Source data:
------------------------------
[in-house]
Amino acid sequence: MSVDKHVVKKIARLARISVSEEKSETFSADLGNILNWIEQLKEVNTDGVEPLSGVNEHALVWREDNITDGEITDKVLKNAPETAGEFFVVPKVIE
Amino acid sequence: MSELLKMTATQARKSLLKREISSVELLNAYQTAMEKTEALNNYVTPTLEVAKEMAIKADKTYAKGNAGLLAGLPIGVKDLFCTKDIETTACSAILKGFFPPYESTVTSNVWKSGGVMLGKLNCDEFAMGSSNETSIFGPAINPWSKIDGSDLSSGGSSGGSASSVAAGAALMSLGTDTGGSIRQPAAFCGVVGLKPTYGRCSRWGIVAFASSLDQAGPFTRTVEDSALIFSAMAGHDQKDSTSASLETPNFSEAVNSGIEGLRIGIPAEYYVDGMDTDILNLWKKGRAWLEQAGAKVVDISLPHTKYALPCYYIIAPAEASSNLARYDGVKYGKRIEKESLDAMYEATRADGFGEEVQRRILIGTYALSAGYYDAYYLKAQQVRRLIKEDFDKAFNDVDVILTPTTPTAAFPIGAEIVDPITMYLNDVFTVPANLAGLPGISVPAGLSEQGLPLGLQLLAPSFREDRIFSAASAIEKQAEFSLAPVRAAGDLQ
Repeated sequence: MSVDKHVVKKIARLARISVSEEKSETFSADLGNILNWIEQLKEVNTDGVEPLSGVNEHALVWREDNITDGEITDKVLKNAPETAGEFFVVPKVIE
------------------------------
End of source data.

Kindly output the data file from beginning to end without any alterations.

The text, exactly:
[in-house]
Amino acid sequence: MSVDKHVVKKIARLARISVSEEKSETFSADLGNILNWIEQLKEVNTDGVEPLSGVNEHALVWREDNITDGEITDKVLKNAPETAGEFFVVPKVIE
Amino acid sequence: MSELLKMTATQARKSLLKREISSVELLNAYQTAMEKTEALNNYVTPTLEVAKEMAIKADKTYAKGNAGLLAGLPIGVKDLFCTKDIETTACSAILKGFFPPYESTVTSNVWKSGGVMLGKLNCDEFAMGSSNETSIFGPAINPWSKIDGSDLSSGGSSGGSASSVAAGAALMSLGTDTGGSIRQPAAFCGVVGLKPTYGRCSRWGIVAFASSLDQAGPFTRTVEDSALIFSAMAGHDQKDSTSASLETPNFSEAVNSGIEGLRIGIPAEYYVDGMDTDILNLWKKGRAWLEQAGAKVVDISLPHTKYALPCYYIIAPAEASSNLARYDGVKYGKRIEKESLDAMYEATRADGFGEEVQRRILIGTYALSAGYYDAYYLKAQQVRRLIKEDFDKAFNDVDVILTPTTPTAAFPIGAEIVDPITMYLNDVFTVPANLAGLPGISVPAGLSEQGLPLGLQLLAPSFREDRIFSAASAIEKQAEFSLAPVRAAGDLQ
Repeated sequence: MSVDKHVVKKIARLARISVSEEKSETFSADLGNILNWIEQLKEVNTDGVEPLSGVNEHALVWREDNITDGEITDKVLKNAPETAGEFFVVPKVIE